Embedded PC / microcontroller CAN-bus damage

In February of 2024 this embedded PC/microcontroller was involved in an incident and very likely had -48V applied on the CAN-bus cables. In a (succesful) attempt to recover system logs, the controller booted OK but neither CAN-bus worked. Due to the nature of the event, the system is beyond repair; it is scrap. As such, I can't resist investigating the nature of the CAN-bus failure.

The CAN data bus uses two wires (CANH/CANL for high and low) between all devices, 120 ohm nominal bus impedance. This particular controller additionally supplies +5 and ground on the same 6-wire bus cable. The controller reported CAN bus receive and transmit errors, even with good termination.

Upon disassembly, weird residue (something got hot?) on the MMJ jack terminals and R21, a 0.5W 120 ohm CAN termination resistor damaged. U4 is a 10UQFN TVS diode. I replaced it.

Closeup of R21, one of the bus termination resistors.

In circuit prior to the CAN transceivers is a series ferrite bead, L7.

One of the MMJ CAN jacks -- blown out on the back.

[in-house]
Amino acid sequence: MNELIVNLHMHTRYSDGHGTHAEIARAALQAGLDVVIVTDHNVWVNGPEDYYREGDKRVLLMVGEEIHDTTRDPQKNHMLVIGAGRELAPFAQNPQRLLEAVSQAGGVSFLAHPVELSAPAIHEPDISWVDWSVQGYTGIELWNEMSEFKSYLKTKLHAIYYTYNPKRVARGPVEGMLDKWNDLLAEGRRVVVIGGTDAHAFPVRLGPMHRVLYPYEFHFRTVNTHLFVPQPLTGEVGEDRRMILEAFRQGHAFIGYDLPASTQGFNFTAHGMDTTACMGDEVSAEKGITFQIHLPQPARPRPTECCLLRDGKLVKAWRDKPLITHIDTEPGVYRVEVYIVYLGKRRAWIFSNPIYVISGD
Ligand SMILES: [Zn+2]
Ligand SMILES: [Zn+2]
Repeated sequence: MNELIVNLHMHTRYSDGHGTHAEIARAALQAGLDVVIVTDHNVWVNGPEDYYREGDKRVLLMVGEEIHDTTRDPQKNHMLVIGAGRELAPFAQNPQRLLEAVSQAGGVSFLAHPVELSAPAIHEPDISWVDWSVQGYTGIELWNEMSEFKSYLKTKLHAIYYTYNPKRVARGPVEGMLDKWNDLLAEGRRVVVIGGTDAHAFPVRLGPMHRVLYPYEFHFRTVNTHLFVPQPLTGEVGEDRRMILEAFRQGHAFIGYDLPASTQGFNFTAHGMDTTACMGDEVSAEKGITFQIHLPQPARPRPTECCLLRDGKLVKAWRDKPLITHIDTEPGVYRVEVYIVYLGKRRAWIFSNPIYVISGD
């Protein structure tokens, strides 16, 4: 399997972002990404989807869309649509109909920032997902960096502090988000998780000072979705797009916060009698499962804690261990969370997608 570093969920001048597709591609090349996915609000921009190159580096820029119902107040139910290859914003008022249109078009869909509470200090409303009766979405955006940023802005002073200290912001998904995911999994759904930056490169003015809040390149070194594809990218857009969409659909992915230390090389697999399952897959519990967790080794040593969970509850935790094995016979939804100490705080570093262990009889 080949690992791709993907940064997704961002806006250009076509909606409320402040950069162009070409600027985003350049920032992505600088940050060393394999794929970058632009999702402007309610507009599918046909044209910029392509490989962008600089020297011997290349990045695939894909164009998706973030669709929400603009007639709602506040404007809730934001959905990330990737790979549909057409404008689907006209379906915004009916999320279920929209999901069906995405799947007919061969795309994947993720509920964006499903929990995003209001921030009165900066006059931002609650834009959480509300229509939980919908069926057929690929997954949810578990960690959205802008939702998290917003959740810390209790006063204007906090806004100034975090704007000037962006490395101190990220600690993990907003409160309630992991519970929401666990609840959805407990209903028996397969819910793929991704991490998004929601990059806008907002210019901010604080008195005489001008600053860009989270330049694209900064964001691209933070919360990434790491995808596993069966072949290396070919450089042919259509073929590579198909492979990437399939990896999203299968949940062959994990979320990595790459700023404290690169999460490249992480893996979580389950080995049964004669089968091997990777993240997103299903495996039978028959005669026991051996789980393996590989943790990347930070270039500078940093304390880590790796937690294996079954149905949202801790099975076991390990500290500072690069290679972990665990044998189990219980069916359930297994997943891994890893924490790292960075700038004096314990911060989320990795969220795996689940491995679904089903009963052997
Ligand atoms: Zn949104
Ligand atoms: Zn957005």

Wider view of the board - the ISO1050 CAN transceivers, according to the datasheet provide some protection from -27V to 40V, etc. etc. With consideration to time and the $3 single-quanity price, I replaced these as well.

L7 / series inductor removed, pads cleaned. Steel rule for scale. Some board traces were destroyed.

Device replaced, traces replaced as best as possible. Could be better, could be worse. In any case, it works.

At this point all visually-damaged components were replaced. The CAN bus was still inoperable. Checking voltages on the board, the ISO1050 transceivers were receiving +3.3V on the input (within specifications) but only +2.7V on the output. That should be +5V. Without schematic the location of the regulator was not obvious. A day or two passed and I revisited with my IR camera. Glowing brightly on the board was U104, a TPS62173 5V, 500mA buck regulator -- reaching near 150F within a few moments of power-up. With the very small size and thermal mass, the hot component was almost impossible to discover without an IR camera.

Part masked off with foil prior to hot air removal. The device back serves as a heatsink and takes a fair amount of both preheat and heat to remove. I find that a foil mask effectively masks adjacent components from the heat, at least to the degree that their solder doesn't reflow.


Replaced. Reflow could be more even but "good enough".

After replacing the regulator, the CAN bus returned to working as expected.

Due to the event and nature of my ham-handed repair I'm just going to leave this controller at my desk for a 'test' unit -- evaluating new firmware, etc. -- and labeled to never be placed in production service.

This page last modified Thu Mar 13 22:37:56 CDT 2024 by timc!

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